Some pictures can tell the whole story.
On the George Washington University website you can see the joy and elation on the face of women’s head basketball coach Jonathan Tsipis. He is holding the net that was cut down after GW’s Atlantic 10 championship game win over Dayton.
On GW’s women’s basketball web page, the players’ faces are filled with smiles, happiness and excitement. The entire team is hoisting the conference championship trophy after their 75-62 win. On Monday night, they were rewarded with a No. 6 seed in the NCAA Tournament and will face No. 11 Gonzaga on Friday in Corvallis, Ore.
No other GW women’s basketball team has won 29 games in a season. One reason for their success is that players know their roles. Three different players lead three different statistical categories. Caira Washington leads the team in field-goal percentage, shooting 51 percent. Shannon Cranshaw has knocked down a team best 48 3-pointers. Lauren Chase is averaging a team-high 4.1 assists per game.
A good portion of GW’s success though comes from one source. She leads the team in seven statistical categories: total points (449), scoring average (15.5), rebounds (12.4 a game), field-goals made (181), free-throws made (73) and blocked shots (56).
The picture of the 6-foot-4 junior forward holding the Atlantic 10 championship Most Outstanding Player trophy isn’t as dominant as the other pictures on the school website. Her picture only tells a tiny bit of her story. No one would know from looking at it that the girl in the picture is believed to be just the third Bahamian girls’ basketball player ever to earn a Division I scholarship out of high school.To Jonquel Jones, the turquoise water and white sand of Grand Bahama Island is as common as icicles and snow to a person living in Alaska. Jones, also known as J.J., saw that every day growing up. Her grandparents, parents and cousins still call Grand Bahama home.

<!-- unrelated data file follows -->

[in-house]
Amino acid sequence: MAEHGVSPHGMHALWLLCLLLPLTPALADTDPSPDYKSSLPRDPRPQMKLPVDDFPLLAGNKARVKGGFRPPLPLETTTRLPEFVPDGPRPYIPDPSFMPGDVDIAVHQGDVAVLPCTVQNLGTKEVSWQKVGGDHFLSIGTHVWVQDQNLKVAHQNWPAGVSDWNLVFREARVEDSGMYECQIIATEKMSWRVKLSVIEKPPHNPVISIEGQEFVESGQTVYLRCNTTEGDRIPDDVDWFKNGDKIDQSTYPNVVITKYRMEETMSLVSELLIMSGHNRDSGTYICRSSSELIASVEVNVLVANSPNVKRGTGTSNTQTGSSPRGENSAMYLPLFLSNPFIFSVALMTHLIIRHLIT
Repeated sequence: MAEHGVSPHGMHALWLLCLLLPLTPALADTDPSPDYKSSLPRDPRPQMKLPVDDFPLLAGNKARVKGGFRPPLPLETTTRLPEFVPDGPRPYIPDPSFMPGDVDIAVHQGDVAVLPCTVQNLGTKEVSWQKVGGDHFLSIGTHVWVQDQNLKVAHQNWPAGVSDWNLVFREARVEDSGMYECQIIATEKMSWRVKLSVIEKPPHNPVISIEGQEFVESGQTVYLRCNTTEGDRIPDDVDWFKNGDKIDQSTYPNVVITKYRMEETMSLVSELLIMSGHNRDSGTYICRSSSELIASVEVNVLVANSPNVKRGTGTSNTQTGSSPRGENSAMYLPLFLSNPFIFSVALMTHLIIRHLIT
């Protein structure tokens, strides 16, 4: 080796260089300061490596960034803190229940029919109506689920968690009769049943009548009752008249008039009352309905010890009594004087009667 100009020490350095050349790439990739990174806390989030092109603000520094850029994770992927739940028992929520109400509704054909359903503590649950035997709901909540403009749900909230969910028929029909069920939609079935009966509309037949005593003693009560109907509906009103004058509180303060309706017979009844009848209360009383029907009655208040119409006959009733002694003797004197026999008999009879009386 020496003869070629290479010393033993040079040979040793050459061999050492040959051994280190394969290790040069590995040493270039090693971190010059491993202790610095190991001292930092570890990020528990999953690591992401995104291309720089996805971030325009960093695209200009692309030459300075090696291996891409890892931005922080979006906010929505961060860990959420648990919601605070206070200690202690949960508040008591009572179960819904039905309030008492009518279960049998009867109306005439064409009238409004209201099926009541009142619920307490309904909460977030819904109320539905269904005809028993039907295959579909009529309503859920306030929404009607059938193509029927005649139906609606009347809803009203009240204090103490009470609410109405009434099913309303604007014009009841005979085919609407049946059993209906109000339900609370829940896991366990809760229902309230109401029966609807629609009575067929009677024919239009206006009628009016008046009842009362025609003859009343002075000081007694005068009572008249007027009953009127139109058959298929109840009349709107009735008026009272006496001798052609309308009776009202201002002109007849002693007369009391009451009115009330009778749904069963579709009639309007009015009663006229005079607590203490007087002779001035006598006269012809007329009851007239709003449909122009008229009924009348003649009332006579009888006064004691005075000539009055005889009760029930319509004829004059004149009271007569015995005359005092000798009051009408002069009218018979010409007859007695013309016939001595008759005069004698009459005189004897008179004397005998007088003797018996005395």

“I didn’t realize how slow paced (Grand Bahama) was,” said Jones. “I didn’t think it was slow because it was the only thing I knew. No one is in a rush and no one does anything too quickly.”
On an island half the size of Rhode Island and isolated in the Atlantic Ocean, becoming a Division I basketball player would seem nearly impossible.
“In the Bahamas you play just seven games in a (high school) season; that’s it,” said Jones.
Finding a pick-up game on Grand Bahama wasn’t as easy as getting one in Washington, D.C. To fix that, the Jones family built a court.
“My father and my uncle built a court in my grandma’s backyard,” said Jones. “When I was young I would wake up at 6 a.m., take a shortcut to her house, running through the bushes on this path called Track Road. I’d practice from 6 to 8, shower there and then go to school.”
“The court was built before J.J. was even born,” said Preston Jones, Jonquel’s father and a basketball coach at Eight Mile High School. “It was the only court in the Holmes Rock area (of Freeport). The court was for the whole community to use; not just for us.”
Jones got a taste of being stateside and playing against elite competition while playing on AAU teams during her high school summers. The summer between 10th and 11th grade Jones said was when she felt like she could play with the best players in the United States. She played at Riverdale Baptist in Upper Marlboro, Md. under Diane Richardson, now an assistant coach at GW.
While two other Bahamian girls’ basketball players might have been first and second ones to earn Division I scholarships, neither of them were named the Atlantic 10 Player and Defensive Player of the Year in the same season as Jones was.
In fact, only two other players in the history of the Atlantic 10 conference besides Jones have won both awards in the same season.
“Coming from the Bahamas I couldn’t have imagined any of this,” said Jones.